If there is one real disappointment with this release it's that the Australian release of The Day The Earth Stood Still does not include a second Blu-Ray disc with the original 1951 movie. Still this release of The Day the Earth Stood Still includes a few extras worth your time. Rather then babble on, here's the details...

In-Movie Features: This is an interactive styled feature which allows you to turn on or off three features. By pressing the green button on your remote you can turn on the audio commentary by writer David Scarpa. By hitting the Blue button you can see the Pre-Viz and Special effects footage while the Yellow button turns on the Storyboards. This is a great feature, but the only annoyance for PS3 owners is that without these coloured buttons on your normal Dual Shock 3 controller you have to bring up the menu.

Klaatu's Unseen Artifacts: Picture in Picture Track: Pretty self explanatory this feature put up a small window with extra bits and pieces such as the pre-viz sequences and special effects. This is the same as the one accessed in the In-Movie feature by pressing the Blue button.

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Looking into the sphere.
Build Your Own GORT: A pretty dull interactive sequence to build GORT from a head, torso, arms and legs.

Deleted Scenes (1:56/HD): Three deleted scenes are presented here in High Definition. They are very short, and could have remained in the film although they don't add much to the storyline.

Re-imagining The Day (30:06/HD): This interesting featurette looks at updating the classic movie for a modern audience. There are plenty of interviews here and some footage from the original picture to demonstrate the differences.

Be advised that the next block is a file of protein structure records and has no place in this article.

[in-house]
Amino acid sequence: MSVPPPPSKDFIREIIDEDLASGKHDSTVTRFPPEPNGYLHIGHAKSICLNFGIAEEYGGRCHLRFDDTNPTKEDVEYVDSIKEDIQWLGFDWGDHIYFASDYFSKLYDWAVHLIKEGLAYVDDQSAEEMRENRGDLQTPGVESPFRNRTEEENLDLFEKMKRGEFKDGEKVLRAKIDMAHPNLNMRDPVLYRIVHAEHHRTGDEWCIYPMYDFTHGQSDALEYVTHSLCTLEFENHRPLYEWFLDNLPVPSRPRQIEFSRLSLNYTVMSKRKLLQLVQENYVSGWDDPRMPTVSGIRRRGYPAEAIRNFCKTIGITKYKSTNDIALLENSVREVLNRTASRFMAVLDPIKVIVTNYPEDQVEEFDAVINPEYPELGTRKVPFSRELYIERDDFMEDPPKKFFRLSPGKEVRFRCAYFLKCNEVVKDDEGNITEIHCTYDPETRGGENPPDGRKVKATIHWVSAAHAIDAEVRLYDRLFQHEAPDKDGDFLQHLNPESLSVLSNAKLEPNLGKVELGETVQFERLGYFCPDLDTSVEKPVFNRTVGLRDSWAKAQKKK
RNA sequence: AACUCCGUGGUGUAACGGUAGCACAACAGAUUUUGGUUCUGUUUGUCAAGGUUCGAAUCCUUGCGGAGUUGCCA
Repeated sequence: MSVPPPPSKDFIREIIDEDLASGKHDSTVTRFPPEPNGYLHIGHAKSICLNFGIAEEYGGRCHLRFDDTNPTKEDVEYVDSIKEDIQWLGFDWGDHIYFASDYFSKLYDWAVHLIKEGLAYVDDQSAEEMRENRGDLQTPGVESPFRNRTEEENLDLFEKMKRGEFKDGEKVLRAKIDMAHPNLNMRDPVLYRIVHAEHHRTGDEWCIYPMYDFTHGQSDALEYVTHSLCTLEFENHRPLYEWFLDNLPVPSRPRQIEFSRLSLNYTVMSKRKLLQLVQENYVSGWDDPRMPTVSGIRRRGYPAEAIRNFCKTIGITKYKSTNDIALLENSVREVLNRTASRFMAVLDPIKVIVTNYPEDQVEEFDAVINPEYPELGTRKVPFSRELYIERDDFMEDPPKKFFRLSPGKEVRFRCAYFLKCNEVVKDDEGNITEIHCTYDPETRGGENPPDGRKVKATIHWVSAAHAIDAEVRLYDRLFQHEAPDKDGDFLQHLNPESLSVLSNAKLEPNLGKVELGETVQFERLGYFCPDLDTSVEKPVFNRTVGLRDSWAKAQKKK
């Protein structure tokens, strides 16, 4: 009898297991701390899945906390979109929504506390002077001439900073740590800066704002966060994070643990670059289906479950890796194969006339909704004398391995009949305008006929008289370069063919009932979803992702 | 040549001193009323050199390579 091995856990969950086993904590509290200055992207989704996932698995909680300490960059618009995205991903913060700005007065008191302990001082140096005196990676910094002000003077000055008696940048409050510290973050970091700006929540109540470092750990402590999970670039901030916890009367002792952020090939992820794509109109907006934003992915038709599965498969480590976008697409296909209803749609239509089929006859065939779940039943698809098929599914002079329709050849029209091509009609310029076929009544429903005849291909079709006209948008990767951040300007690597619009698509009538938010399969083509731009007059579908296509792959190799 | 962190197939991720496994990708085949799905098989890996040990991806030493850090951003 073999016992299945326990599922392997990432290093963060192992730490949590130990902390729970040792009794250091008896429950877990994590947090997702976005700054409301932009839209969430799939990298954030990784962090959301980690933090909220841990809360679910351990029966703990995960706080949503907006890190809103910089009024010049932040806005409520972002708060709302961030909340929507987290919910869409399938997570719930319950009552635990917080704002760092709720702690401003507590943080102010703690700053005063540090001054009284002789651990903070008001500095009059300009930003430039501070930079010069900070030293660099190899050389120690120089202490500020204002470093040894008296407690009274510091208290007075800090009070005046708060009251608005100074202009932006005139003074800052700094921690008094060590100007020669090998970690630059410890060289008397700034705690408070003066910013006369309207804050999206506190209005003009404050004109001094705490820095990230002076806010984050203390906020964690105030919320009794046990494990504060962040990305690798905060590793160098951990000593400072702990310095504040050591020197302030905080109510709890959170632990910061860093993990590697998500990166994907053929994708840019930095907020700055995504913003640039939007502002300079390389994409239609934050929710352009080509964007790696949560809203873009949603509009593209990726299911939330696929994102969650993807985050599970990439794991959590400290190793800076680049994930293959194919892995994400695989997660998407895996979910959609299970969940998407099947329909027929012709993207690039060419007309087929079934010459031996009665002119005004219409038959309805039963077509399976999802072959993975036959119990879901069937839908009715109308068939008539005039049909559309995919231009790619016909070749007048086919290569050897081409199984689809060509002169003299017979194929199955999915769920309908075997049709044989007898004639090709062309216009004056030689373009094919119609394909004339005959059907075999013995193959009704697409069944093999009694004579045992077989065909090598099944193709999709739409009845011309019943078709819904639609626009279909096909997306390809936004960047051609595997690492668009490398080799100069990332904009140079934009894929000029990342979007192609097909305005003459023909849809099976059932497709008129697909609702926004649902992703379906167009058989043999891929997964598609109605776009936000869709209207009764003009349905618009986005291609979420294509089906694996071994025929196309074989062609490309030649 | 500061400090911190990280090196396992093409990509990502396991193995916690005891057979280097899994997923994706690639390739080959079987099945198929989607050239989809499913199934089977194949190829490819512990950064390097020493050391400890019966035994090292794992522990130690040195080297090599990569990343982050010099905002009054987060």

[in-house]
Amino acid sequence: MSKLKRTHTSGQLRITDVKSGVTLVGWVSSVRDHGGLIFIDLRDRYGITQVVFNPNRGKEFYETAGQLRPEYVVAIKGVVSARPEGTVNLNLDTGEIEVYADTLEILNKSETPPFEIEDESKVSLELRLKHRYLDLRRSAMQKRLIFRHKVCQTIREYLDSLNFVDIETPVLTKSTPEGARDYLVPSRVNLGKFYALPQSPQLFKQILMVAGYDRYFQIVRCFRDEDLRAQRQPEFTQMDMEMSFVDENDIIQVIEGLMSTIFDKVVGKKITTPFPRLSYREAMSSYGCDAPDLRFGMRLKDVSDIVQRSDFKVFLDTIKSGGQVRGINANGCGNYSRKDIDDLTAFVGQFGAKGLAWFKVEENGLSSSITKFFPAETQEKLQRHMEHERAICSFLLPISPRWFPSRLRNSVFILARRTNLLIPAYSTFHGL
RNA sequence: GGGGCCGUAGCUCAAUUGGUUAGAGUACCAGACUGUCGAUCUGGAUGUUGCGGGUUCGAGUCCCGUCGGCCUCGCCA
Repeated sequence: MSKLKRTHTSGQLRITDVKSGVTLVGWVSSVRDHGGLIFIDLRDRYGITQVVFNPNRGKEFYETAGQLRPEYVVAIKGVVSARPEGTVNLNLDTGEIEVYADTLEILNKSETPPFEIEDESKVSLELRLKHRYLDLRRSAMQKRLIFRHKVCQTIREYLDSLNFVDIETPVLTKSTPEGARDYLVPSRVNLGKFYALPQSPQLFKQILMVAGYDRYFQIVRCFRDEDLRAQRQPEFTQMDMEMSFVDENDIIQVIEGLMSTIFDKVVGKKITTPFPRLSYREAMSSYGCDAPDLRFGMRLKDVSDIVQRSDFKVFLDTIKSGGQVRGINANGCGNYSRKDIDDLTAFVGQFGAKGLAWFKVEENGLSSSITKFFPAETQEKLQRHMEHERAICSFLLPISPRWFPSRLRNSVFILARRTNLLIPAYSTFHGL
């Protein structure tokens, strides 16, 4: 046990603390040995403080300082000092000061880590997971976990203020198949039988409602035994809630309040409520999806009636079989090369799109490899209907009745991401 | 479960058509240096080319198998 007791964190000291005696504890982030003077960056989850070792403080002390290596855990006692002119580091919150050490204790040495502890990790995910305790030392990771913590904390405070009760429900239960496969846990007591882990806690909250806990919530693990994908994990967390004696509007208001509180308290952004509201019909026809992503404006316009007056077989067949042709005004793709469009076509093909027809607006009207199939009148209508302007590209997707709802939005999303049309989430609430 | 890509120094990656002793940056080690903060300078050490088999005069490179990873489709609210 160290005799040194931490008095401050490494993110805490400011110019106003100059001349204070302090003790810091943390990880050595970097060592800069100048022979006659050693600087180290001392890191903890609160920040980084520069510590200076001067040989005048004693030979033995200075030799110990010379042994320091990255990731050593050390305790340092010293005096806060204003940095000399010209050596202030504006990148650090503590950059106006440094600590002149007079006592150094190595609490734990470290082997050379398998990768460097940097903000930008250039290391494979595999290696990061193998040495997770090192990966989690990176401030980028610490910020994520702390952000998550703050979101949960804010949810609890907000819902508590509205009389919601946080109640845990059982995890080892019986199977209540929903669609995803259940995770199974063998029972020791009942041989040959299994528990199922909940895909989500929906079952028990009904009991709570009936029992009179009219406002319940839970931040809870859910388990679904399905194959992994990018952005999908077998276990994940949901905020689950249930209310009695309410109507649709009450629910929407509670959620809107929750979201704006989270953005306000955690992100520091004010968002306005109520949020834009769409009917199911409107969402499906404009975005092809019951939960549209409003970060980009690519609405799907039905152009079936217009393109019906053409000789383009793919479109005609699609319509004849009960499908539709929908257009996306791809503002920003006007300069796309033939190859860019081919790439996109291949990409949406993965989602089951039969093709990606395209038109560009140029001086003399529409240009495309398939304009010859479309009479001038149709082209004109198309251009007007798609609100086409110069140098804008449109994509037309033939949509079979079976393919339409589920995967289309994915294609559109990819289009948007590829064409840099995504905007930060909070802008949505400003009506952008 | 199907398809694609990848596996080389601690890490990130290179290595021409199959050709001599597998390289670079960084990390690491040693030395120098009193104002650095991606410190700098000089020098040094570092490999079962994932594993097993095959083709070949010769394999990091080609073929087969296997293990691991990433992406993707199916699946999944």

Unleashing GORT (13:52/HD): This featurette looks at creating GORT for this latest movie including the lengthy design process prior to filming.

Watching the Skies: In Search of Extraterrestrial Life (23:08/HD): A rather interesting documentary about the search for life on other worlds including the SETI project and other attempts.

The Day The Earth Was "Green" (14:04/HD): With the world on the brink of environment disaster this featurette looks at how the producers made this a "Green" movie. That being, environmentally friendly during the filming of the movie given its entire message and News Corp's promise to be Carbon neutral by 2010.

Commentary by writer David Scarpa: This audio commentary is the same as that featured in the In-Movie Features. It's quite interesting and worth a listen if you're a fan of the movie.

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We're going to need a new car!
Still Galleries: A series of still images broken down into Concept Art, Storyboards, and Production Photos.

Theatrical Trailer (1:48/HD): The theatrical trailer for The Day The Earth Stood Still presented in HD with Dolby Digital 5.1 audio encoded at 448kbps.

Digital Copy on DVD: While we never received this disc for reviewing the retail release contains a second disc (DVD) with a digital copy of the film for those interested.

The one real disappointment with this release is the omission of the 1951 original movie on a second Blu-Ray disc in the set. Still, while I can't compare the 2008 version of The Day the Earth Stood Still to the original, I did find it an entertaining experience with some great moments. If you're a fan of Keanu Reeves then you'll want to check this out. With a brilliant audio visual presentation, and a few extras worth your time this is a release worth a look.

Review By: Dave Warner


Note: All images in this article are Copyrightę Fox. They are only indicative of the movie and not sourced from the vastly superior Blu-Ray disc format.